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Is an online MBA the right choice?

nittany03

FUBIJAR
pilot
None
Super Moderator
Contributor
3. The network gained is significant and can be very regional, plan accordingly. (I.e. if you want to work in the northeast corridor, an MBA from USD is less helpful than say, Penn State).
Specializations are also a thing, especially if it's not Harvard, Penn, or Stanford-level. Since @dodge picked my alma mater as an example, Smeal College of Business has a world-class supply chain program. So if you want to work for a logistics company in their core business, Dear Old State is a smart bet. There are other MBAs elsewhere that are better in their respective fields. If you're looking to go into tech, MIT, University of Washington, Carnegie-Mellon, or Georgia Tech are strong players. Finance? The list will change again.
 

BigRed389

Registered User
None
If I get the EDO option, or try to lateral transfer, I would definitely go for my M.S. at NPS or MIT. I'm not entirely sure what my career goals are. Still trying to finangle my way and figure out what I enjoy. I like the idea of systems engineering with experience in management. I like understanding both the technical and business aspects on projects and bringing them together.

The M.S. would take a higher priority. I was thinking of slowly working on an MBA on top of having an M.S. But seeing that a lot of people view an online program doesn't hold a lot of value, it might not be worth it.
If you go EDO, you WILL go get an M.S. Not optional. That career path bakes in a free Master's in Physics or Engineering.

There's nothing wrong with getting an online MBA if you are mainly interested in the professional development of better understanding how your industry management counterparts as a senior EDO think.
That said, I would say hold off on any MBA until much closer to a decision to leave or stay in the Navy. The MBA knowledge really isn't applicable until you're quite a bit more senior (you don't interact directly with industry management as a junior officer), and if you decide you want to leave the Navy, you're better off delaying the MBA until you're ready to leave, to maximize its networking benefits to get you your new job.

If, on the other hand, you wanted to stay in the Navy as an EDO, after completing your M.S. and finishing your first tour would be a good time to get an online MBA to get the professional development, if that's what you're going for.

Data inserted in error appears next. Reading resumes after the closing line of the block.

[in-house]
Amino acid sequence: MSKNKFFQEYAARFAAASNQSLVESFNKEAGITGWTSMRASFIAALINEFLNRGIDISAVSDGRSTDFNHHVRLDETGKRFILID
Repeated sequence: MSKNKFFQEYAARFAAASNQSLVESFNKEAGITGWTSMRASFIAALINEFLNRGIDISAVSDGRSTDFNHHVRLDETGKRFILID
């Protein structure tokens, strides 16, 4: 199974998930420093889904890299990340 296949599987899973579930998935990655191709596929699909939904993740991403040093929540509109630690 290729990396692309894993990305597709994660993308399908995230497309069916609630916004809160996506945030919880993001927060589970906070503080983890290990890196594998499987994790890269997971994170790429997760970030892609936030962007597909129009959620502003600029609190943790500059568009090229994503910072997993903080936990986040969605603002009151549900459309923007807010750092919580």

Looking very long term, if you are concerned about post-full Navy career value of the MBA, then an Executive MBA is, IMO, best value. I worked with a Supply Corps O-6 who got his E-MBA through UVA.
 
I assume you're referencing Tuition Assistance. Have you seen what Masters Programs are available for $4500 a year? The only MBA I found is from Liberty University and I didn't want to be associated with an extremely right wing school that I've never seen crack the top 500 in business school lists. I've used TA to fund a Master's Certificate to earn a business certificate I thought would come in useful. I also recognize the value of the MBA is largely in the connections I made and I figured I'd barely make any doing it online, so I decided against it. If you are looking to fund an actual good program using Tution Assistance, it's a drop in the bucket. The only real school I applied to was going to cost me nearly $50,000 after that school's scholarship and two years of Tuition assistance.

Keep in mind if you don't do in residence education for a tour you're going to be busy. I spent most of my nights and weekends working on that certificate for nearly a year despite it being advertised as a "6 month" course. I was burnt out and pretty bitter by the end. I dreaded doing the schoolwork after a 10 hour workday. I hated telling my kid I couldn't go to the park because I had to stare at my computer all day. I had to get permission from both the school and the Navy to extend the program (fairly painless, turns out it was pretty common, but just added a level of shame and frustration I felt at the time).

Also, remember that with Tuition Assistance, you can only use it to fund a level of education you don't already have, so once you have a Master's Degree, you can't use it to fund another one.
I was considering doing an online program at a slow pace. Probably stretch it out over several years. There's some decent programs where two classes a year will not equate to too much over the Tuition Assistance (before tax). Thanks for letting me know about the limitation with it. I did not realize you could only use it to fund one master's program.

I'm glad you were able to get through your program and that the school helped with extension. I'm sorry that it took sacrificing time with your kid. That's the kind of thing I'm hoping to avoid. So if an online MBA worked out, I'd rather do it before having any kids. But it seems the general consensus is that it would not be worth it. Or at the very least, wait until I'm closer to leaving the Navy so that the material is more fresh and relevant.
 
If you go EDO, you WILL go get an M.S. Not optional. That career path bakes in a free Master's in Physics or Engineering.